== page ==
Advanced Research in Organs-on-a-Chip and Cancer
Deadline for manuscript submissions: closed (15 September 2023) | Viewed by 1649
Interests: surface functionalization; engineering cell–material interface; biosensors and lab-on-a-chip; microfluidics; 3D bi-oprinting and 3D cell culture; organ-on-a-chip engineering
Special Issues, Collections and Topics in MDPI journals
Interests: tissue engineering; regenerative medicine; biomaterials; biomimetics; biodegradable materials; 3D in vitro models; cancer modelling
Special Issues, Collections and Topics in MDPI journals
2. ICVS/3B’s - PT Government Associate Laboratory, Braga/Guimarães, Portugal
Interests: biophysics; microfluidics; organ-on-a-chip; cancer; 3D in vitro models; bioengineering; tissue engineering; nano-technology; biomechanics
The lack of controllable preclinical models able to faithfully recapitulate the human cancer microenvironment impedes the development of novel therapies and limits our understanding of tumor etiology. Combining compartmentalized microfabricated platforms with advanced tissue engineering methods offers great potential for building biomimetic microfluidic models of human tissues and organs. These so-called ´organs-on-a-chip´ models have a unique capacity to, in vitro, recreate the biological complexity, mechanochemical cues, and fluid dynamics of native habitats of human cells and tissues, permitting the recapitulation of in vivo phenomena not achievable with traditional preclinical methods. Further, the inclusion of more complex 3D cellular structures, such as tumor organoids, and (bio)chemical signaling can recreate the interaction between cancer and its surrounding microenvironment in a more physiologically relevant manner, and, therefore, provide important clues to tumor etiology and progression.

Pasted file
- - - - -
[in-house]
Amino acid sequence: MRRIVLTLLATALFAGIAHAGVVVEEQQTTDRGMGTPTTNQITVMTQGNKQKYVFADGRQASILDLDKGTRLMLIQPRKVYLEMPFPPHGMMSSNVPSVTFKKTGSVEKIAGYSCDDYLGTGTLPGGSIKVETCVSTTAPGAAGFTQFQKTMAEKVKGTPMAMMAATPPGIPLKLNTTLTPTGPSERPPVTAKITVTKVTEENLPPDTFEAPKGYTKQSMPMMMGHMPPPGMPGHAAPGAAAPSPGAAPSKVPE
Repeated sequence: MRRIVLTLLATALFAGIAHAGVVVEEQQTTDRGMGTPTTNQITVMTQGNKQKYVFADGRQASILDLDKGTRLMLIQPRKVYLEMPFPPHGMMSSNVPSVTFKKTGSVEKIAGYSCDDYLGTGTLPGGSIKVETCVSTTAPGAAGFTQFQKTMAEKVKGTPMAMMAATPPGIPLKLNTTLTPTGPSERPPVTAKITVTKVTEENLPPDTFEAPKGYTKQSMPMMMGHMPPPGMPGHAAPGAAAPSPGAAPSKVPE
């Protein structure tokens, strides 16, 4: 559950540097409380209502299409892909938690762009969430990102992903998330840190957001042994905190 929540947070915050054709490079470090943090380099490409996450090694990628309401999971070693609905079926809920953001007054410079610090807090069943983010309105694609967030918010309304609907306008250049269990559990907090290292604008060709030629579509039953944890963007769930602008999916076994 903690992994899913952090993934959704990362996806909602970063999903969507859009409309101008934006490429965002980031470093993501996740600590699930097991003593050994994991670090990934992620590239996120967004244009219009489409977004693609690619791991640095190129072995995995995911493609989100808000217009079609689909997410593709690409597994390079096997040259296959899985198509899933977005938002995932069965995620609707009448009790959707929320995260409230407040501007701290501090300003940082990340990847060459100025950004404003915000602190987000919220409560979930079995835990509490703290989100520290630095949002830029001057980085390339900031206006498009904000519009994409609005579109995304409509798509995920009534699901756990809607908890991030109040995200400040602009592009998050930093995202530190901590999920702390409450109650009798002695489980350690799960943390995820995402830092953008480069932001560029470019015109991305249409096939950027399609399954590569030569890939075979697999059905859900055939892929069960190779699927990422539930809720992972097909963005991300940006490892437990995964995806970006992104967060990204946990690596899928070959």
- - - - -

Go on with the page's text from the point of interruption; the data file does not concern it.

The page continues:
Organ-on-a-chip technology has already provided key insights into organ and tissue pathophysiology and valuable information on drug efficacy, attracting significant attention from the industry and clinics as a result. In this regard, the use of organ-on-a-chip technology in oncology is a very promising method for the attainment of a better understanding of the mechanistic determinants of tumorigenesis, drug mechanisms of action or for evaluating the efficacy of therapies before testing them on patients. Currently, important efforts have been focused on adapting organ-on-a-chip platforms to the needs of targeted end-users, particularly clinicians. Despite the undeniable ability to reproduce the in vivo physiology and predict the response of therapeutics, this technology is still too complex and, in general, does not fulfill the strict requirements and functionality required by the clinical sector. For this reason, novel cutting-edge technologies have been applied to boost the clinical translation of organ-on-a-chip in oncology. Particularly, the use of standardized designs, the incorporation of analytical biosensors to detect and monitor predictive biomarkers, the compatibility with advanced imaging and conventional analytical techniques, the application of artificial intelligence and machine learning algorithms for the processing of gathered data, the integration of human-based and personalized (bio)materials or the possibility to purchase already pre-established tissue models-on-a-chip are expected to boost the clinical acceptance of this technology, particularly when combined with an improvement on their automation and high-throughput properties.
Overall, organ-on-a-chip technology has countless possibilities in academic, industrial and clinical cancer research. We are confident in its ability to continue to offer exciting novel developments and discoveries in upcoming years. We invite all those working in this revolutionary field to contribute to this Special Issue with original research articles, reviews, commentaries and perspectives in all relevant areas of research.
Prof. Dr. Josep Samitier
Prof. Dr. Rui L. Reis
Dr. David Caballero
Manuscript Submission Information
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- tumor in vitro modelling
- 3D cell culture
- drug screening and dis-covery
- clinical applications
- personalized medicine